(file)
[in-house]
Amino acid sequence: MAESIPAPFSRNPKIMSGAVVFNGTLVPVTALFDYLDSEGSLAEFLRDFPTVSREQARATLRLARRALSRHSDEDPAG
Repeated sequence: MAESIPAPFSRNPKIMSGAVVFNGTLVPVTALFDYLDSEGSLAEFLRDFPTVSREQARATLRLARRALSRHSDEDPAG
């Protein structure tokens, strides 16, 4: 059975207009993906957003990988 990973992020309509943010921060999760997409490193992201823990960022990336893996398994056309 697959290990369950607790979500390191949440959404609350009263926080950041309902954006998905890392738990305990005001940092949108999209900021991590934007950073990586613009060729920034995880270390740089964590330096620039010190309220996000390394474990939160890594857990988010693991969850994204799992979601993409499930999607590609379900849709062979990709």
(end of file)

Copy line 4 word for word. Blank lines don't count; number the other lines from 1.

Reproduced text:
């Protein structure tokens, strides 16, 4: 059975207009993906957003990988 990973992020309509943010921060999760997409490193992201823990960022990336893996398994056309 697959290990369950607790979500390191949440959404609350009263926080950041309902954006998905890392738990305990005001940092949108999209900021991590934007950073990586613009060729920034995880270390740089964590330096620039010190309220996000390394474990939160890594857990988010693991969850994204799992979601993409499930999607590609379900849709062979990709």